To be clear, these were not print advertisements for radio, these were advertisements within FM radio broadcasts. Edwin Armstrong patented Fm broadcasting in 1933 and built the first full-scale FM station himself in 1939. Advertising came to their frequency band two short years later.
As a watch company some marking agent had the bright idea of co-branding the time signal on a radio station with the name of a watch company. Longines first used the gimmick in February of 1927 on WJZ-AM in New York City. They were so impressed with themselves they were still bragging about it in print advertisements in 1941.
FM radio was new and Longines got to FM radio first. They and the Elgin Watch Co. were already buying time on AM radio but this was a first. On December 9th of 1940 the Longines Watch Company inked a deal with W2XOR to broadcast their "time signals" starting in in January of 1941. The station was owned by the Bamberger Broadcasting Service. Both they and sister station WOR-AM, were based in Newark, NJ. (In 1941 the calls changed to W71NY with a commercial license.)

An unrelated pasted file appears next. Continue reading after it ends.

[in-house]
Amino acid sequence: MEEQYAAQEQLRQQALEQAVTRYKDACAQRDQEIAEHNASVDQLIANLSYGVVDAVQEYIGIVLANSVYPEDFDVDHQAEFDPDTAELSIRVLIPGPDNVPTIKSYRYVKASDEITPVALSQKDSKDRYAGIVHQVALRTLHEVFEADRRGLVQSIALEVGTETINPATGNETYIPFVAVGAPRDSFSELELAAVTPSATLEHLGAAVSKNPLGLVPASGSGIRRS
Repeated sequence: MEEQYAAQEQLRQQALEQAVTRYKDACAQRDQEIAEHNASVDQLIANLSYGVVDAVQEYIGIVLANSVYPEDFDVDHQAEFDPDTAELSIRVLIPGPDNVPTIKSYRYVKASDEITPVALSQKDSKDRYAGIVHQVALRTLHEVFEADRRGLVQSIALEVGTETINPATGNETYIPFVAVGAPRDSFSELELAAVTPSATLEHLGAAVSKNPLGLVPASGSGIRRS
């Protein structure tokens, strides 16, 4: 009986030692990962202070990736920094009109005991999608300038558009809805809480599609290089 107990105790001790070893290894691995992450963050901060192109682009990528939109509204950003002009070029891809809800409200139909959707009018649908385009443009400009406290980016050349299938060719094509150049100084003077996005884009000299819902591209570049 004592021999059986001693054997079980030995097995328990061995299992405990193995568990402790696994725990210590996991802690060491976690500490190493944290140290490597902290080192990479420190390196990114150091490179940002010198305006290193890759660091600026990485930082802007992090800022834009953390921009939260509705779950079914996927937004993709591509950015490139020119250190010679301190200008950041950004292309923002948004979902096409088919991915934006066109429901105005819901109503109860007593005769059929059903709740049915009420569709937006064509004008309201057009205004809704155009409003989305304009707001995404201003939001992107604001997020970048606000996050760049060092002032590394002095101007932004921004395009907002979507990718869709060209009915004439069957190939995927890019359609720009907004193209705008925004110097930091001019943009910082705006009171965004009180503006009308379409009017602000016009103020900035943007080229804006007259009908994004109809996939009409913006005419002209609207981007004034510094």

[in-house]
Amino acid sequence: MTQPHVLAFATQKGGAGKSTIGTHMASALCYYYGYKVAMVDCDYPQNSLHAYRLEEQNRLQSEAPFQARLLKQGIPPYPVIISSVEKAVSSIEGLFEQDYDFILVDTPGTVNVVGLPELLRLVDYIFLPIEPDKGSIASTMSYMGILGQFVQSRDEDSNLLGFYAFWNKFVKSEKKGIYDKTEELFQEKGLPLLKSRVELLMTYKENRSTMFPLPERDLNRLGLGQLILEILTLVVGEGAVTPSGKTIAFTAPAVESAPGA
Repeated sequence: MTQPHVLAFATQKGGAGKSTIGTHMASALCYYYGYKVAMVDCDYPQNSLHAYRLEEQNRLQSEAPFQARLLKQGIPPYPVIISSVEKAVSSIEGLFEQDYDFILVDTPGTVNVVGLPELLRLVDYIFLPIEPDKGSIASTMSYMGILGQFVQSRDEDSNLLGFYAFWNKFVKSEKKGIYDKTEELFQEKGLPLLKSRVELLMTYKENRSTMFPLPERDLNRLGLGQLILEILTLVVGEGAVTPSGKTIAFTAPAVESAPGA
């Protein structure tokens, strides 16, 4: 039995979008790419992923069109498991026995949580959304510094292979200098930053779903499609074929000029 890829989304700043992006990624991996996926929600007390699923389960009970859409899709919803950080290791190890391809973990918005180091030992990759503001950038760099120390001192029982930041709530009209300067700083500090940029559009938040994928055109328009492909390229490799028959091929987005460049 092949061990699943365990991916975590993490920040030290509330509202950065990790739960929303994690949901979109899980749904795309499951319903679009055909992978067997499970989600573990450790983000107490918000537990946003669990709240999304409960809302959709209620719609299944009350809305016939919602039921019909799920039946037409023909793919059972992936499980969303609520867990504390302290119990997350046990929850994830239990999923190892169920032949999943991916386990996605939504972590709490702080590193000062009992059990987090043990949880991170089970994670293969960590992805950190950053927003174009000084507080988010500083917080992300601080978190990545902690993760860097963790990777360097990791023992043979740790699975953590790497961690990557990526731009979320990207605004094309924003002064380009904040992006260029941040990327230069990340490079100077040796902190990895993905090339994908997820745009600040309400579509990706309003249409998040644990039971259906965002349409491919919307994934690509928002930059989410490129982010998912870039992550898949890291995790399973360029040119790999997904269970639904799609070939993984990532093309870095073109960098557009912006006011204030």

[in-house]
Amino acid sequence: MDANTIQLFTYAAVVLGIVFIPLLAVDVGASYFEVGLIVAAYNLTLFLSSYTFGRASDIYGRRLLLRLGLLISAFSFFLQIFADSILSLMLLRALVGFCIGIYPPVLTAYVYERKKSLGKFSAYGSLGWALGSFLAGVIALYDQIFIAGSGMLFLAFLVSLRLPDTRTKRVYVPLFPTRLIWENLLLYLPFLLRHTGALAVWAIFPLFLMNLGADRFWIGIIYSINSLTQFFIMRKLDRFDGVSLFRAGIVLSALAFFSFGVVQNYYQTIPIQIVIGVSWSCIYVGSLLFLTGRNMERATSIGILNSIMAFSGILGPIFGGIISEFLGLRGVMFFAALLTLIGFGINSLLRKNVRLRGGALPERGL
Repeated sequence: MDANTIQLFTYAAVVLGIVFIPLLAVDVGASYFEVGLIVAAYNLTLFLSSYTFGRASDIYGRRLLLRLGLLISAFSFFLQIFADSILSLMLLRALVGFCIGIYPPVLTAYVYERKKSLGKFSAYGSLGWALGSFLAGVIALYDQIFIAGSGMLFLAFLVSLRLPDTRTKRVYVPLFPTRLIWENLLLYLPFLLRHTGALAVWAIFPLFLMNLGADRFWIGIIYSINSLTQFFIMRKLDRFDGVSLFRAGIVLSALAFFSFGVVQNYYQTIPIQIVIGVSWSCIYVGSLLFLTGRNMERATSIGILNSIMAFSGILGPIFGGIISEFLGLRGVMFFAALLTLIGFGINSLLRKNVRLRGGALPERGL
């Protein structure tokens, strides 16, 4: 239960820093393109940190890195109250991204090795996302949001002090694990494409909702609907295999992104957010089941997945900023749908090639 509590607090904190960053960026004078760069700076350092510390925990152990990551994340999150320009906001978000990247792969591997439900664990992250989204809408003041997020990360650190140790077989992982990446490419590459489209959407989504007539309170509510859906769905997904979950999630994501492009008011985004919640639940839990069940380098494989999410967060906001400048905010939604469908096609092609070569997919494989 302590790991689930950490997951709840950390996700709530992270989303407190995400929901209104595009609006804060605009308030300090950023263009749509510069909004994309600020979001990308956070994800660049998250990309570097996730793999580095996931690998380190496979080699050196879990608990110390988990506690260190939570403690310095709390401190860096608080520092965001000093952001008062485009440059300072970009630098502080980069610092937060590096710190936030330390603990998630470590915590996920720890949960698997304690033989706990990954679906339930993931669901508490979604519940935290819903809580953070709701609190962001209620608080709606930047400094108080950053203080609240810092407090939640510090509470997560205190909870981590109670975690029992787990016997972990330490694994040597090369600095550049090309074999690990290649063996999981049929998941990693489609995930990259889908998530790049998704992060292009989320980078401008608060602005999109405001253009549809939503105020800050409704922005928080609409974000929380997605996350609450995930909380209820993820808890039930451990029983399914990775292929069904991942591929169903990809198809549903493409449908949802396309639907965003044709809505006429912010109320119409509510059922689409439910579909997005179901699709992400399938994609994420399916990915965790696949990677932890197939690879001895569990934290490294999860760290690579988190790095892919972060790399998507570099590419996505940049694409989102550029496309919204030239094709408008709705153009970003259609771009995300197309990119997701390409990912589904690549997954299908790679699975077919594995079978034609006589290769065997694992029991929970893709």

For the Longines-Wittnaur watch company this was just the beginning. They WNBC-AM. This was in addition to two half hours on CBS on Sundays. The Longines Symphonette continued through 1958 rapidly expanded their marketing investments in radio. The Longines Symphonette variety program debuted on CBS in 1943. They also sponsored an off aviation-themed program in 1946 "The World's Most Honored Flights" hosted by Captain Eddie Rickenbacker. In 1950, Billboard reported that Longines bought five half-hour segments a week on CBS.